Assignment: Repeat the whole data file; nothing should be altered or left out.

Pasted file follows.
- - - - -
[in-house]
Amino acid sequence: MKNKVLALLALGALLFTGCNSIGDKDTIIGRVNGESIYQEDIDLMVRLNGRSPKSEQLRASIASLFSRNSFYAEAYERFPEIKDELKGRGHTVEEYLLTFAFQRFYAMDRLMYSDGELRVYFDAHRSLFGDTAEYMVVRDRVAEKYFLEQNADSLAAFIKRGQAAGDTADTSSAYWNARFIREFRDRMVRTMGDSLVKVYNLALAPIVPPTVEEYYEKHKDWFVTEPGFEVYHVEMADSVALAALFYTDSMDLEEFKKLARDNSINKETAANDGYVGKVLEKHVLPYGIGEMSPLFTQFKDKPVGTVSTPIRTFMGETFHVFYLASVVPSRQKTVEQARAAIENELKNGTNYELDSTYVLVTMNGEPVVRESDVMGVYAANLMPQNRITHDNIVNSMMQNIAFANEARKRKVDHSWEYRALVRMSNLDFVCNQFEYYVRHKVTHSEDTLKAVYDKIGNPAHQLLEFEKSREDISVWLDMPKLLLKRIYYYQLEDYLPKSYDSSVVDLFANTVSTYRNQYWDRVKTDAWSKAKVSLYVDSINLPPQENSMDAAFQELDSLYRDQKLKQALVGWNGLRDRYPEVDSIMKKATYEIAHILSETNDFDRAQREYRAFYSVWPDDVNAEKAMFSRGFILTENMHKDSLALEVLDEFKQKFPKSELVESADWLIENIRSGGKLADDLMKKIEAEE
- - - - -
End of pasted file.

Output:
[in-house]
Amino acid sequence: MKNKVLALLALGALLFTGCNSIGDKDTIIGRVNGESIYQEDIDLMVRLNGRSPKSEQLRASIASLFSRNSFYAEAYERFPEIKDELKGRGHTVEEYLLTFAFQRFYAMDRLMYSDGELRVYFDAHRSLFGDTAEYMVVRDRVAEKYFLEQNADSLAAFIKRGQAAGDTADTSSAYWNARFIREFRDRMVRTMGDSLVKVYNLALAPIVPPTVEEYYEKHKDWFVTEPGFEVYHVEMADSVALAALFYTDSMDLEEFKKLARDNSINKETAANDGYVGKVLEKHVLPYGIGEMSPLFTQFKDKPVGTVSTPIRTFMGETFHVFYLASVVPSRQKTVEQARAAIENELKNGTNYELDSTYVLVTMNGEPVVRESDVMGVYAANLMPQNRITHDNIVNSMMQNIAFANEARKRKVDHSWEYRALVRMSNLDFVCNQFEYYVRHKVTHSEDTLKAVYDKIGNPAHQLLEFEKSREDISVWLDMPKLLLKRIYYYQLEDYLPKSYDSSVVDLFANTVSTYRNQYWDRVKTDAWSKAKVSLYVDSINLPPQENSMDAAFQELDSLYRDQKLKQALVGWNGLRDRYPEVDSIMKKATYEIAHILSETNDFDRAQREYRAFYSVWPDDVNAEKAMFSRGFILTENMHKDSLALEVLDEFKQKFPKSELVESADWLIENIRSGGKLADDLMKKIEAEE